Since it was first recognised as a human disease in 1970, monkeypox cases have been increasingly reported in several African countries due to a combination of factors, including both increased exposure to animals that carry the virus, as well as improved surveillance and laboratory capacity in Africa.
The first outbreak of monkeypox reported outside Africa was in the United States in 2003, following the importation of infected animals. No human-to-human transmission was documented in that outbreak. More recently, in 2018 and 2019, four travellers, two from the United Kingdom, one from Israel, and one from Singapore, all with travel history to Nigeria, were diagnosed with monkeypox.
In the 2022 outbreak, there has been an unusual incidence of cases infected in the community without travel links. In addition, it is disproportionally affecting specific groups, i.e. men who have sex with men, as the virus has entered internationally connected sexual networks of people with multiple partners and spreads through close or sexual contact.
Is there a connection between monkeypox infection and the COVID-19 vaccine?
COVID-19 vaccines, including commonly used mRNA vaccines, do not weaken the immune system and monkeypox is not a consequence of vaccinations. There is no evidence from any clinical studies that link the monkeypox virus, which has existed for decades, to COVID-19 vaccines.
Why does ECDC recommend that cases should avoid contact with pets?
Some pets, particularly rodents, are thought to be susceptible to the monkeypox virus. If these pets transmit the disease to wild animals, there is a risk that the disease could become endemic in Europe.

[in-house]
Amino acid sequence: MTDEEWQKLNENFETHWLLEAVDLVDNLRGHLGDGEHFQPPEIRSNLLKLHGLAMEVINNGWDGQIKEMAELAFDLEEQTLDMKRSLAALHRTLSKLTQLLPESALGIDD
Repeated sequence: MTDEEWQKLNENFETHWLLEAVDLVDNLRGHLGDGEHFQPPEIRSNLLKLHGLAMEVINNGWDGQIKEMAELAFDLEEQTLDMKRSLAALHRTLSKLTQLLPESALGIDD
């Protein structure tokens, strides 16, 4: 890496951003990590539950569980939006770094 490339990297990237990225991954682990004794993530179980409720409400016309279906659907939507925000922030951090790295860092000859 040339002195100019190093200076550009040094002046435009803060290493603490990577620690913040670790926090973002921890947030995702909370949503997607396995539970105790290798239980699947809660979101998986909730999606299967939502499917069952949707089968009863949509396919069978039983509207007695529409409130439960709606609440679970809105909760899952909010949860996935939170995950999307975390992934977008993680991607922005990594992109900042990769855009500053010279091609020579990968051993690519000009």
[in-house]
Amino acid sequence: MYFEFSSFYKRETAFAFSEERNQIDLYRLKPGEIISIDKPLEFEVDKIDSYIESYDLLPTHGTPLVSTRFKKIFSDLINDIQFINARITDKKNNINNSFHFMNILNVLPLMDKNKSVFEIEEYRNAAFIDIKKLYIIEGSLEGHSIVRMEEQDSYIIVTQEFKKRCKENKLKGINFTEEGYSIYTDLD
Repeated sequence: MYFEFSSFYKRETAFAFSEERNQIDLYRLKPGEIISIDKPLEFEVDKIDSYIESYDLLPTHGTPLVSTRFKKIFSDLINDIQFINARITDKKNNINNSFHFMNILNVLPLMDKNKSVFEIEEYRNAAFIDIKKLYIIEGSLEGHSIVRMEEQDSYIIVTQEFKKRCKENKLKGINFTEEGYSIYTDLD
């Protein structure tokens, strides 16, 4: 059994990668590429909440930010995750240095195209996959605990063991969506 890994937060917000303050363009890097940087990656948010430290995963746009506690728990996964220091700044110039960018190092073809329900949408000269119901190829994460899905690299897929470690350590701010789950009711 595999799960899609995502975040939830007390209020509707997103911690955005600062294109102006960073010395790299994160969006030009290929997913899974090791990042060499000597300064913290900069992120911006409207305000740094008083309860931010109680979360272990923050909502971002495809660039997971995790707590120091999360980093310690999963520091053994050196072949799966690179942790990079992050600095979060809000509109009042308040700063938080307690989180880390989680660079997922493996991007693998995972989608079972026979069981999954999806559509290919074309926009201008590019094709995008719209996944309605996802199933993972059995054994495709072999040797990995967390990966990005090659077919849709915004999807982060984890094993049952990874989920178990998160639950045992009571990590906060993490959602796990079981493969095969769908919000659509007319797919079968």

As a result, close collaboration between human and veterinary public health authorities is needed to prevent the disease from being transmitted to wildlife.
More information on monkeypox and animals can be found in the European Food Safety Authority (EFSA) factsheet:
What is ECDC doing to control monkeypox in the EU/EEA countries?
ECDC has developed risk assessments of the monkeypox outbreak in EU/EEA countries, urging national public health authorities to:
- Raise awareness by appropriately targeted communication to those most at risk for transmission or severe disease, including the active involvement of key stakeholders at the community level.
- Facilitate early diagnosis of cases through easy access to health services with well-informed clinicians and accessible diagnostics and management guidance.
- Facilitate early detection of cases by implementing contact tracing in outbreak settings.
- Facilitate and monitor the isolation of infected people.
- Implement appropriate infection prevention and control measures in healthcare settings.
- Implement a national vaccination strategy against monkeypox.
In addition, ECDC, in many cases in collaboration with WHO Regional Office for Europe and community stakeholders, has developed guidance for health professionals and for risk communication and community engagement. They are available here:
Resources for health professionals on monkeypox
Key facts, epidemiological and surveillance data, and guidance on monkeypox for public health professionals.
Risk communication and community engagement (RCCE) resources for the 2022 monkeypox outbreak
ECDC has produced several documents that address RCCE and provide examples of ongoing RCCE activities in the EU/EEA countries, as well as tools for public health authorities.
WHO guidance on the 2022 monkeypox outbreak
General information, data and guidance on the monkeypox outbreak from the World Health Organisation (WHO)